And on a completely different subject, “The Cost of Holding On” is a short post at The New York Times by Carl Richards, offering some excellent advice on letting go of grudges:

“There is an actual cost to holding onto things we should let go of. It can come in the form of anger, frustration, resentment or something even worse. The question is, can you really afford to keep paying the bill?”

I’ve seen people hold on tight to the memory of slights, and to grudges that are twenty, thirty, forty years old, or more. It’s not worth it, folks. All that energy spent on resentment could be so much better spent in positive ways.

Recommended Audiobook
My latest audiobook rave is Bruce Schneier’s Data and Goliath: The Hidden Battles to Capture Your Data and Control Your World. This is a nonfiction read, exploring the remarkable extent of government and corporate surveillance and data collection in the modern world. The book was originally published in 2014. In the realm of technology a two-year-old book might be suspected of being dated, but this one felt utterly relevant. I found it fascinating.

Rebis edition - Polish language - The RedNews
The Nanotech Succession Omnibus is an ebook that includes my first four novels, all taking place in a shared story world. The omnibus has been available at my webstore, but it can now be purchased from Kobo if that’s your preferred vendor. Find it here.

The Red now has its second translated edition. The first was Italian. This one is a Polish-language edition by the publisher Rebis. I like that red font on the cover!

Limit of Vision’s New Book Cover

Monday, July 25th, 2016

Back in June, I collected your opinions on potential new book cover designs for Limit of Vision, using part of the existing cover art, created by Sarah Adams.

After deciding on a direction, I then sent the project to graphic designer Emily Irwin to “professionalize” the concept. I’m very pleased with the result, which you can see here:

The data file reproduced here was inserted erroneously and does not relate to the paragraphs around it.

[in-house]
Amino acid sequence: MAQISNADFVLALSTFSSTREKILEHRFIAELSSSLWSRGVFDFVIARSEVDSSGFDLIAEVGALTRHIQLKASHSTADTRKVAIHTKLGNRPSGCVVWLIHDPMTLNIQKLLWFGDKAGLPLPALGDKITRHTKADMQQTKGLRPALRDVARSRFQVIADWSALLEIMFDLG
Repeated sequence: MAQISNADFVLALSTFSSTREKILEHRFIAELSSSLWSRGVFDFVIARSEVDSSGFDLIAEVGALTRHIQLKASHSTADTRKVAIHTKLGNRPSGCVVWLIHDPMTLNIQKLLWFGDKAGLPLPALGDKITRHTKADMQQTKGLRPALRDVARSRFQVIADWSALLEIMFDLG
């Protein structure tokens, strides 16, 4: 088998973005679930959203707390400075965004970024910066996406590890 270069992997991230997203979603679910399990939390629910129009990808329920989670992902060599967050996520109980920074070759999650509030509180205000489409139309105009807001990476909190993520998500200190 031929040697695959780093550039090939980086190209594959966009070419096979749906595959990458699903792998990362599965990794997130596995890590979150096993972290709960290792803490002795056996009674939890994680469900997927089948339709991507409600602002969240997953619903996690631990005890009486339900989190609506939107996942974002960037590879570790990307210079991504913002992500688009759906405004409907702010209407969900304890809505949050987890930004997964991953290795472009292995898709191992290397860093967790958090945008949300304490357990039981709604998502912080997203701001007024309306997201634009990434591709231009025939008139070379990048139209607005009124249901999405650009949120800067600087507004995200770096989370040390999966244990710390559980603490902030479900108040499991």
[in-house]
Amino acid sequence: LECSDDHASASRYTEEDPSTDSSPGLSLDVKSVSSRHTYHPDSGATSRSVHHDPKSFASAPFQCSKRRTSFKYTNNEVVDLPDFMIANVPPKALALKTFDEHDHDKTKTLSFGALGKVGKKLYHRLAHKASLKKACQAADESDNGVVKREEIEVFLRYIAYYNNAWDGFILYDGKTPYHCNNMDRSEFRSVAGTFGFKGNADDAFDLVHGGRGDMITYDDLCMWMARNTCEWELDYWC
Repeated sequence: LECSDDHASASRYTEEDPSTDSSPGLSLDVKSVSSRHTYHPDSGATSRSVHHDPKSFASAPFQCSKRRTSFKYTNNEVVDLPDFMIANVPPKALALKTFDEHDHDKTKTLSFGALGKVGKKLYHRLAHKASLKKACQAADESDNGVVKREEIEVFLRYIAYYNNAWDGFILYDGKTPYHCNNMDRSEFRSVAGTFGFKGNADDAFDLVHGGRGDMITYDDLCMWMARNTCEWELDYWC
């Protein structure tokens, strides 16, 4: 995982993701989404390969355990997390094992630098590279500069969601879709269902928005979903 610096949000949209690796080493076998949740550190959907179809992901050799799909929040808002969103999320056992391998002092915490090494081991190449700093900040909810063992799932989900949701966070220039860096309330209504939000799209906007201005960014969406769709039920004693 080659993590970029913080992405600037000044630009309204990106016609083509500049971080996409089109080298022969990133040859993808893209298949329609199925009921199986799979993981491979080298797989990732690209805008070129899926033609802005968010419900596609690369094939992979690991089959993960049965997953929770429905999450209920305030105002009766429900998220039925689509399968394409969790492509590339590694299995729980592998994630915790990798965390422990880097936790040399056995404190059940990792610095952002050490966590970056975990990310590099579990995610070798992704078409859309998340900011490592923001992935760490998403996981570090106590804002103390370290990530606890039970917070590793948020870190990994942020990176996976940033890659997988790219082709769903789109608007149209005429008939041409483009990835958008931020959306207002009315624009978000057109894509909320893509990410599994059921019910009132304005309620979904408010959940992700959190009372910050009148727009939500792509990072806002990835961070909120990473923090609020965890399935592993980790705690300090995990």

Limit of Vision by Linda Nagata

A new version of the ebook, featuring the new cover, should be available shortly at most ebook vendors. Find links and more information here.

I’m hoping to do a print-on-demand version this fall.

Going Dark–a Campbell Award finalist

Thursday, June 16th, 2016

GoingDark_200x358The list of finalists for this year’s John W. Campbell Memorial Award was just released, and I’m very pleased to report that Going Dark was included.

Back in 2014, The Red: First Light also made the list.

The Campbell Memorial award honors the best English-language science fiction novel published in the prior year.

For the full list of finalists, and information about the award, visit the Gunn Center for the Study of Science Fiction.

Book Cover Critique II

Wednesday, June 8th, 2016

…original post is here

Update: added a third version, as suggested by Sharon in the comments.

Madness has struck and I am messing around with cover layouts. Generally, this is a profoundly time-wasting practice, but since I’ve come this far, let me know what you think of these concepts…

Layout 1:
The first one is a mockup. It’s an attempt to position elements to suggest the final cover layout, which would have to be completely re-done by someone with actual art/graphics skills. The small scene at the bottom would need to be repainted. It could be either a very similar painterly scene which fades into flat color, or else an entirely graphics sort of scene. The tumbling debris is meant to link the spider to the dissolving castle structure — and of course the color scheme would need to be adjusted to make a better match between the two elements.

If this was to be principally a print book viewed on a shelf, I would go for even smaller title fonts to suggest that “limit of the visible” idea, but it will be viewed almost exclusively online, so… maybe the font is too small?

layout1_500x771

Layout 2:
The second one is even simpler, and I don’t think requires further comment from me except to say that it would be handed off to a graphics artist for final font selection, placement, and rendering. Please let me know what you think!

layout2_500x771

Layout 3:
Suggested by Sharon in the comments…

layout3_500x771